Two requirements are the Know Your Customer Rule (FINRA 2090) and the Suitability Rule (FINRA 2111). Together, they require broker-dealers to collect sufficient information about each investor to determine that investor’s risk profile and whether particular investments are suitable. To accomplish that, the broker-dealer operating an offering platform should review applicant companies’ business plans in order to screen out offerings that it believes are generally unsuitable for its registered investors. Broker-dealers can be found in violation of the Suitability Rule if they put their own interests (e.g., maximizing commissions) ahead of the customer’s interests by recommending one product over another.

All intermediaries—funding portals and broker-dealer platforms alike—must conduct background checks on officers, directors, and 20% equity holders of each issuer, to reduce the risk of fraud. Intermediaries must disqualify an issuer if one of its officers, directors, or “participants” (e.g., promoters) in the offering is a “bad actor,” as defined by the SEC (e.g., a convicted felon, person subject to a finance-related injunction or restraining order, person subject to SEC disciplinary action, etc.). Likewise, all funding portals and broker-dealer platforms are subject to anti-fraud and anti-manipulation provisions of federal securities laws and regulations.

Identifying Types of Investment Intermediaries and Their Websites

How can you tell funding portals and B-D platforms apart? They may be very similar in appearance, because they use the same kind of website architecture and navigation structure. You may not be able to distinguish between them readily, unless you read the “About Us” page and/or the fine print in the footer on the home page.

If you are unable to determine whether a site is operating as a broker-dealer, you can (1) contact the platform’s staff and ask about their broker-dealer status or (2) visit FINRA’s BrokerCheck page  and conduct a search to see if the platform is registered as a broker-dealer or merely as a portal.

Conducting Your Own Due Diligence is Still Important

If you consider registering as an investor on a non-broker-dealer funding portal, ask the principals exactly what kind of screening and selection process they use before they approve an issuer’s application and list an offering. Some portals use third-party services such as CrowdCheck, a Virginia-based compliance and due diligence service provider, to perform crowdfunding due diligence and/or conduct background checks on the owners and officers of issuers. If the platform claims to conduct its own due diligence in-house, make sure the principals have relevant experience in the securities or investment banking industry so that their due diligence is effective.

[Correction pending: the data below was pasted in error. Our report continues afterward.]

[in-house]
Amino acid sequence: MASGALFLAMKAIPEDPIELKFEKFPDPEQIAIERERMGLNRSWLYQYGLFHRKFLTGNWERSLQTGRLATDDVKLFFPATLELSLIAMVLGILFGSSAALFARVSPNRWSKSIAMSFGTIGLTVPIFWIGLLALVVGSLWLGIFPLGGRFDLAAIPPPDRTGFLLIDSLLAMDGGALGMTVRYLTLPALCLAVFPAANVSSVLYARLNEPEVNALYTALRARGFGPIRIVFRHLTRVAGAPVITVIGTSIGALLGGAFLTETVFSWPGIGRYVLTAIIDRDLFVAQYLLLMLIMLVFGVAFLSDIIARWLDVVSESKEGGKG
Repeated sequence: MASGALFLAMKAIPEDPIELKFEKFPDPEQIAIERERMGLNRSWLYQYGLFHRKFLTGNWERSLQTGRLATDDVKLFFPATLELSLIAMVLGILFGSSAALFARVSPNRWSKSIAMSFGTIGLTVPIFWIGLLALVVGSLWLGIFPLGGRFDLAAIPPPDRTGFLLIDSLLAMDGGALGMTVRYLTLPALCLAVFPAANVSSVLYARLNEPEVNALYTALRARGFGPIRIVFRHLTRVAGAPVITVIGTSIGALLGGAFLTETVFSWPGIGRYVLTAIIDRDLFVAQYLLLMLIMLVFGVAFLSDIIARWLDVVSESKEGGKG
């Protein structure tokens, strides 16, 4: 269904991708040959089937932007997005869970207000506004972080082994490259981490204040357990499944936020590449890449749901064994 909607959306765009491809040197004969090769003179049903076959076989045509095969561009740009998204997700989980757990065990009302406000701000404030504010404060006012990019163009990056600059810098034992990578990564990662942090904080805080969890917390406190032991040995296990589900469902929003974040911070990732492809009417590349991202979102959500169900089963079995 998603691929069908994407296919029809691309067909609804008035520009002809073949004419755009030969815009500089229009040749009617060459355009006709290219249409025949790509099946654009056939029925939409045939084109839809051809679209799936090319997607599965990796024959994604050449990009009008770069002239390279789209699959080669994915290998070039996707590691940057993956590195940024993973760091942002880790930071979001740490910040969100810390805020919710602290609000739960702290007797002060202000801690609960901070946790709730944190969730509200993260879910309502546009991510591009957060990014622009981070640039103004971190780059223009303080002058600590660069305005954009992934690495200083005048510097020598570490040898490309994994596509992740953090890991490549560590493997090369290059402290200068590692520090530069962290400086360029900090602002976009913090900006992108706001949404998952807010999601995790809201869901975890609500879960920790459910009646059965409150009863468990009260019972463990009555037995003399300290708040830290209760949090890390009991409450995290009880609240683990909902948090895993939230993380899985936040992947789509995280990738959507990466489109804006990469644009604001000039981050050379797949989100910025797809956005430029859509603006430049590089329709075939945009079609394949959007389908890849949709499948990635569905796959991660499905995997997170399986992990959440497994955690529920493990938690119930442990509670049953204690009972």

Keep in mind that you (along with the crowd) may still need to conduct your own due diligence before you invest, even if the platform is a broker-dealer. Do not presume that all due diligence performed by these types of investment intermediaries supports your personal objectives and risk tolerance.

[Editor’s Note: To learn more about this and related topics, you may want to attend the following webinars: Crowdfunding from the Investor’s Perspective and Securities Crowdfunding for Intermediaries. This is an updated version of an article originally published on March 30, 2016.]

©All Rights Reserved. June, 2020.  DailyDAC™, LLC d/b/a/ Financial Poise™

About David M. Freedman

Dave Freedman has worked as a journalist since 1978, primarily in the fields of law and finance. He is a co-author of Equity Crowdfunding for Investors: A Guide to Risks, Returns, Regulations, Funding Portals, Due Diligence, and Deal Terms (Wiley & Sons, 2015). He currently analyzes turnaround stocks for Dave has also written extensively…